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Today's Stichomancy for Calista Flockhart

The first excerpt represents the past or something you must release, and is drawn from The Damnation of Theron Ware by Harold Frederic:

on the sidewalk, and she was looking in his direction. He turned again like a shot, and started homeward.

The front door of the parsonage was unlocked, and he made his way on tiptoe through the unlighted hall to the living-room. The stuffy air here was almost suffocating with the evil smell of a kerosene lamp turned down too low. Alice sat asleep in her old farmhouse rocking-chair, with an inelegant darning-basket on the table by her side. The whole effect of the room was as bare and squalid to Theron's newly informed eye as the atmosphere was offensive to his nostrils. He coughed sharply, and his


The Damnation of Theron Ware
The second excerpt represents the present or the deciding factor of the moment, and is drawn from The Crisis in Russia by Arthur Ransome:

would ever become a great industrial country. His answer was characteristic of the tremendous hopes that nerve these people in their almost impossible task, and I set it down as nearly as I can in his own words. For him, of course, the economic problem was the first, and he spoke of it as the director of a huge trust might have spoken. But, as he passed on to talk of what he thought would result from the Communist method of tackling that problem, and spoke of the eventual disappearance of political parties, I felt I was trying to read a kind of palimpsest of the Economist and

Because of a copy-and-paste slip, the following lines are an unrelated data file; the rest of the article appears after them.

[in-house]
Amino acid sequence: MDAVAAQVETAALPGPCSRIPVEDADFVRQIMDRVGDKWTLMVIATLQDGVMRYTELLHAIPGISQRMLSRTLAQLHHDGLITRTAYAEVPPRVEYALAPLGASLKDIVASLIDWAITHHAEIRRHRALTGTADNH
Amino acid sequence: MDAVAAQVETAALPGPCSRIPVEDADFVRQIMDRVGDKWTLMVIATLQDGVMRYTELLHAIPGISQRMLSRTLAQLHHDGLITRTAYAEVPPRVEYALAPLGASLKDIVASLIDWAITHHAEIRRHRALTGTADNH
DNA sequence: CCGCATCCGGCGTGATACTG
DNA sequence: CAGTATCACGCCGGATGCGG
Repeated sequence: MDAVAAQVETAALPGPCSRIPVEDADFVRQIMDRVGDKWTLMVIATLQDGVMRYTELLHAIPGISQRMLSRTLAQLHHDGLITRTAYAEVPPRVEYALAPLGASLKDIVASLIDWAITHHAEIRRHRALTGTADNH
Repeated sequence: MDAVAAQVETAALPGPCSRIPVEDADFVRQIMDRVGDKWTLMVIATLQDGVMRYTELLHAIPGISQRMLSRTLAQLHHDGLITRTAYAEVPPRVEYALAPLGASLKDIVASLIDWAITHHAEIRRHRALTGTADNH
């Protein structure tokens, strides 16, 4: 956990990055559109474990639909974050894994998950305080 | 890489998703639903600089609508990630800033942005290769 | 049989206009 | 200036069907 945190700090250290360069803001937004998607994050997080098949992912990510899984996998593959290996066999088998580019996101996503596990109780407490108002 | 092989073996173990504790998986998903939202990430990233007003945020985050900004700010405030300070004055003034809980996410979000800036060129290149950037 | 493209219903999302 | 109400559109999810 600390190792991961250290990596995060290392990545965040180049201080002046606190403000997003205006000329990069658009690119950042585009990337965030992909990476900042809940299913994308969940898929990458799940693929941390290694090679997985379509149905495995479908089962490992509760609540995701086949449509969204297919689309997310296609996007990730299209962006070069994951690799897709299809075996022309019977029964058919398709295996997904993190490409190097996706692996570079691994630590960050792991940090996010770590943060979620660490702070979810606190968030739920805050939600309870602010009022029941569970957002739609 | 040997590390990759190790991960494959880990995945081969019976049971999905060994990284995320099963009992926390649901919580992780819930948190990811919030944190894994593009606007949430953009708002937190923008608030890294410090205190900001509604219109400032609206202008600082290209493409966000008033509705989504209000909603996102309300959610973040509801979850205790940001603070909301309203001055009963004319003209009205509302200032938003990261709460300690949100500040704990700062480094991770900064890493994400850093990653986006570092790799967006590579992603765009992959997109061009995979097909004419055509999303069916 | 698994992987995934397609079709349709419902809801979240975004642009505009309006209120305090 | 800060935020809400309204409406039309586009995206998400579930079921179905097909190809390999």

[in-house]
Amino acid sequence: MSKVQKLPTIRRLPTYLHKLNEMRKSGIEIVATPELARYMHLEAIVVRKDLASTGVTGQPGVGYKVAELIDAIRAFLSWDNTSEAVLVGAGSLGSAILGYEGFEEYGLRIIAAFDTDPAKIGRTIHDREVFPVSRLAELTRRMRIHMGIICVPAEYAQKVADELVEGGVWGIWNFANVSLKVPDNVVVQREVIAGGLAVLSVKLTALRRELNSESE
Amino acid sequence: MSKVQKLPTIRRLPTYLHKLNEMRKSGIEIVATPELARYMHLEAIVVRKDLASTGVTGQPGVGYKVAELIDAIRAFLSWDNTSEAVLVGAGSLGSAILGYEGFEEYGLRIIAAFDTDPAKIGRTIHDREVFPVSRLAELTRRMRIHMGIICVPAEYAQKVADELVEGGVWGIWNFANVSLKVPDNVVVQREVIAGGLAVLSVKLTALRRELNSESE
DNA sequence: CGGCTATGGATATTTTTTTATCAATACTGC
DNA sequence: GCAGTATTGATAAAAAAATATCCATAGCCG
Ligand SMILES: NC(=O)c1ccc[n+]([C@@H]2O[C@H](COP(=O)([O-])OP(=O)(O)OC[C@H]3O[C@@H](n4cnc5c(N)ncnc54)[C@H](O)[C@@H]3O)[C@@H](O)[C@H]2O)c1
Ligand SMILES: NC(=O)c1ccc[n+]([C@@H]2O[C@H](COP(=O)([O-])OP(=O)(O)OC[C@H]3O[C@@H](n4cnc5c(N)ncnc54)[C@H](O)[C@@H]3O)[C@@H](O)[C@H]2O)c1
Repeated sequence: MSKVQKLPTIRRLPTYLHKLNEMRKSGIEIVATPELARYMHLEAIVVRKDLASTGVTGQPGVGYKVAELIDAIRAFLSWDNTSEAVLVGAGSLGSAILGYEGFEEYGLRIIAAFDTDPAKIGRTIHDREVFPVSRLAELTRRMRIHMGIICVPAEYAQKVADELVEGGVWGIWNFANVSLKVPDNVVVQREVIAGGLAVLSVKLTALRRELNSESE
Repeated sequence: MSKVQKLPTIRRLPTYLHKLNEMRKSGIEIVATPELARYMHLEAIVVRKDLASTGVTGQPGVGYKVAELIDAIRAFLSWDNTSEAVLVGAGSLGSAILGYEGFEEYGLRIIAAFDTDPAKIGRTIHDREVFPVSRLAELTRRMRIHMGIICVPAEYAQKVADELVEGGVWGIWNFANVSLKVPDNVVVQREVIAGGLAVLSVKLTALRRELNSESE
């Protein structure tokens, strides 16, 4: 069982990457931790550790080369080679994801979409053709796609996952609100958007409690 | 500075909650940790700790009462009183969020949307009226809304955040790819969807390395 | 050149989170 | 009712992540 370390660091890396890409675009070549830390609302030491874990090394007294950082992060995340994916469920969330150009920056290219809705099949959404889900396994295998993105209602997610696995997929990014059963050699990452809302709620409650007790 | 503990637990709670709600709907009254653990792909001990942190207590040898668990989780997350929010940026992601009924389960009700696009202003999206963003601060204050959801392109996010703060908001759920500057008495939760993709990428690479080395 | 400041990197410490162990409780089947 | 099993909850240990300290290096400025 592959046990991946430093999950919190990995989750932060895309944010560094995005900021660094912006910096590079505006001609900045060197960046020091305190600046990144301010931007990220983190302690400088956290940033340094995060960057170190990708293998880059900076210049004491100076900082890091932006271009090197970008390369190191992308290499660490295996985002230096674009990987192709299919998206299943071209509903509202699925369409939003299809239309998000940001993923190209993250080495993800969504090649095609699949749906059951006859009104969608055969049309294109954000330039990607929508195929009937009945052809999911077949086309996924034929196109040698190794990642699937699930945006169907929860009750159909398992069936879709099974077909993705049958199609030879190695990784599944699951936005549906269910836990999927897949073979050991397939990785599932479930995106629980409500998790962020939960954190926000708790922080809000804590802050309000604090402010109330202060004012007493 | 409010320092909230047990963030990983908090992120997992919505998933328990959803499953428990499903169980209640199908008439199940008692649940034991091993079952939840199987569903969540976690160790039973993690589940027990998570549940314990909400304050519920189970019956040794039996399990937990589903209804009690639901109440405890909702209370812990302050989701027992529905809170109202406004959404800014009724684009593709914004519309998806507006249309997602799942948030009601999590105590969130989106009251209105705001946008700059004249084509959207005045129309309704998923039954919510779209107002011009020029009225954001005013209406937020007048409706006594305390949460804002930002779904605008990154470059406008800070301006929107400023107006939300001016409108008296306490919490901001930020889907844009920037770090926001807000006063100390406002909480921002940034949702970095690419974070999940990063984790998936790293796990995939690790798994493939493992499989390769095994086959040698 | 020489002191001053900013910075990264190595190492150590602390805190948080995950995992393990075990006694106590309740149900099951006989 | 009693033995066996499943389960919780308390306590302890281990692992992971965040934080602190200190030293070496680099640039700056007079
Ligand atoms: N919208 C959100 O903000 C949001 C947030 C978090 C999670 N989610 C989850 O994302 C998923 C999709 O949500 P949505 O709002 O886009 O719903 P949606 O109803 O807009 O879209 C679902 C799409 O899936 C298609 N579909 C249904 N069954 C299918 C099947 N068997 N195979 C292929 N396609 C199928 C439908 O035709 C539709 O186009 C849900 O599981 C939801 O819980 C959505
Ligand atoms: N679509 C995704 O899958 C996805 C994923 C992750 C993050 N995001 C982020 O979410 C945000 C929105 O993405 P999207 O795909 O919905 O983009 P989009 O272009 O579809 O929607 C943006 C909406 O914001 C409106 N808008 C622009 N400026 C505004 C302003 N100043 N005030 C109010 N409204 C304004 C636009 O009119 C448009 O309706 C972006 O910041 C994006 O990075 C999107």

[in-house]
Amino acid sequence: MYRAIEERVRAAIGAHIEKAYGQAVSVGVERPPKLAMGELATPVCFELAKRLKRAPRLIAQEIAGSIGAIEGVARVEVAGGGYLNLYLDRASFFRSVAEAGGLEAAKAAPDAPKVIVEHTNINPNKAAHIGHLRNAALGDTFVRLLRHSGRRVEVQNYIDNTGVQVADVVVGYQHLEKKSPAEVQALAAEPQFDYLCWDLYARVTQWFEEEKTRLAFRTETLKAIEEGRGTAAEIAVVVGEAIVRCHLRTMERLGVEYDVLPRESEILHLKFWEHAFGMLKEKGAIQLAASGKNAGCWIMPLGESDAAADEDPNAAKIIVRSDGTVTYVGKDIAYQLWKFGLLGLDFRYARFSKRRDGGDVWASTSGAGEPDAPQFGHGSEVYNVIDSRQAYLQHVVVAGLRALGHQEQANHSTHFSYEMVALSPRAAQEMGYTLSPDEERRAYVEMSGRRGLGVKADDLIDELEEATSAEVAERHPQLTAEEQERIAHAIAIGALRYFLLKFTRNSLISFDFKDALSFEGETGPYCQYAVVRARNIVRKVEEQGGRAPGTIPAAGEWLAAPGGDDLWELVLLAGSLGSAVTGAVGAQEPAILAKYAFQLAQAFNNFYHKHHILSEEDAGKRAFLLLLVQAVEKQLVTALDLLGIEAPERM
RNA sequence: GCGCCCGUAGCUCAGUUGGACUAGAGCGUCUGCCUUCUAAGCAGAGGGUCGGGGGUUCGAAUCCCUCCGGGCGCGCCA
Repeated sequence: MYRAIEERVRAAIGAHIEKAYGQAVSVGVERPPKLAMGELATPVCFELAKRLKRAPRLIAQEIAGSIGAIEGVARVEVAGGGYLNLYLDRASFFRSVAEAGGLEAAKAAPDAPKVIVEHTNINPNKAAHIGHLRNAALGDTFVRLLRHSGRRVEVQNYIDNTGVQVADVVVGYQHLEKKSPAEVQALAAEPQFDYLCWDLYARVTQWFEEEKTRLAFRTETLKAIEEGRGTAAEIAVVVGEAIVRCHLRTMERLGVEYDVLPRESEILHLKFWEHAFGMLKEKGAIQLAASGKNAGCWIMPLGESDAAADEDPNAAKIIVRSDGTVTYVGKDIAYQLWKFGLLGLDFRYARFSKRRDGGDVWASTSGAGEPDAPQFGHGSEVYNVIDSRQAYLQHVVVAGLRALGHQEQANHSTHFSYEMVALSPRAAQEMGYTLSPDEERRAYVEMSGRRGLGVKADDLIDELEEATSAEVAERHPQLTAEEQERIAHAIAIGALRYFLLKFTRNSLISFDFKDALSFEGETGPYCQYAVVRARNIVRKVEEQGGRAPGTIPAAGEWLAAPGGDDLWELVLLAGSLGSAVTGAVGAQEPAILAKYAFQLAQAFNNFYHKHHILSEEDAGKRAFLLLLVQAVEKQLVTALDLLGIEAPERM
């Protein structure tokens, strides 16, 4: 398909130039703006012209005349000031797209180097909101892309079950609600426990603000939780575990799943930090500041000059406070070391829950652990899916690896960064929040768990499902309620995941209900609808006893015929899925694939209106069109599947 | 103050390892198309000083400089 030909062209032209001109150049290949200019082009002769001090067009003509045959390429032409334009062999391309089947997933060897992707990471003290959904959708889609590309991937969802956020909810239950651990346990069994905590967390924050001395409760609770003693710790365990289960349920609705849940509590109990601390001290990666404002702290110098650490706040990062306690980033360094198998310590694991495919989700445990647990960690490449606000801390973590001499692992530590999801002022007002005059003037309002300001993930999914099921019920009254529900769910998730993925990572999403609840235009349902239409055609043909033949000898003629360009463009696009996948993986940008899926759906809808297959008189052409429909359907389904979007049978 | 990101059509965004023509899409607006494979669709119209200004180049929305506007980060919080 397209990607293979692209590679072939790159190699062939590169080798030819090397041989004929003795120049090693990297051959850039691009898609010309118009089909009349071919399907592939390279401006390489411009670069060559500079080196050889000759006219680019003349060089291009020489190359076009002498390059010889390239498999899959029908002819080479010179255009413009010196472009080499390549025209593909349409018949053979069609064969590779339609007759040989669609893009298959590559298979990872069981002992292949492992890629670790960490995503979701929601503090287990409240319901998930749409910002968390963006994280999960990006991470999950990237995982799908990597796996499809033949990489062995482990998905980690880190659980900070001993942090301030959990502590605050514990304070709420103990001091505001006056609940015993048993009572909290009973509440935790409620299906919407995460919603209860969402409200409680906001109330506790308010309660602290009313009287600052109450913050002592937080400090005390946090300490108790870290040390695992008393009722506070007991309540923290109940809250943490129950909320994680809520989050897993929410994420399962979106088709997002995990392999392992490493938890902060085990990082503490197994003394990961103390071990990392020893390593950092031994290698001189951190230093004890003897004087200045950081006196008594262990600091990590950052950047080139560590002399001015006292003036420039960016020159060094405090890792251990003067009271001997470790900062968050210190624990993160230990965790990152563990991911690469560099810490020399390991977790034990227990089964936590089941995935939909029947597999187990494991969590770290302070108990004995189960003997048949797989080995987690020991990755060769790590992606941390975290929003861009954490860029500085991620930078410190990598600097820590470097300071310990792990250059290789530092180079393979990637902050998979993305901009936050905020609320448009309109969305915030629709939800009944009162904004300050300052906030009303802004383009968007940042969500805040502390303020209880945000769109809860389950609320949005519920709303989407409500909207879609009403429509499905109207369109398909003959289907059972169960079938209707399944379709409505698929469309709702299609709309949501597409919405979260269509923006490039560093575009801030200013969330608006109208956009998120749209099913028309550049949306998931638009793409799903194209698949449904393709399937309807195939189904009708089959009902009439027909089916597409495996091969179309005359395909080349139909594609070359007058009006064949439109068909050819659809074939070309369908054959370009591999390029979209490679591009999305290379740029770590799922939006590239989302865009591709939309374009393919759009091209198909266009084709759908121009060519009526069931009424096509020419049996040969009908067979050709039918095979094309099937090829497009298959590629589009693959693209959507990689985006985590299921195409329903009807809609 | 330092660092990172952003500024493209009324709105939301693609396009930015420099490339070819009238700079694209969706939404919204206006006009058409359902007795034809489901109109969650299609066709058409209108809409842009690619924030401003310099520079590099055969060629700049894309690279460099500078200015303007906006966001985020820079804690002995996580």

News from Nowhere, or listening to a strange compound of

The third excerpt represents the future or something you must embrace, and is drawn from Democracy In America, Volume 2 by Alexis de Toqueville:

sympathy; they have lost sight of their former equals, and feel no longer bound by a common interest to their fate: each of them, standing aloof, thinks that he is reduced to care for himself alone. Those, on the contrary, who were formerly at the foot of the social scale, and who have been brought up to the common level by a sudden revolution, cannot enjoy their newly acquired independence without secret uneasiness; and if they meet with some of their former superiors on the same footing as themselves, they stand aloof from them with an expression of triumph and of fear. It is, then, commonly at the outset of democratic society that citizens are most disposed to live apart. Democracy leads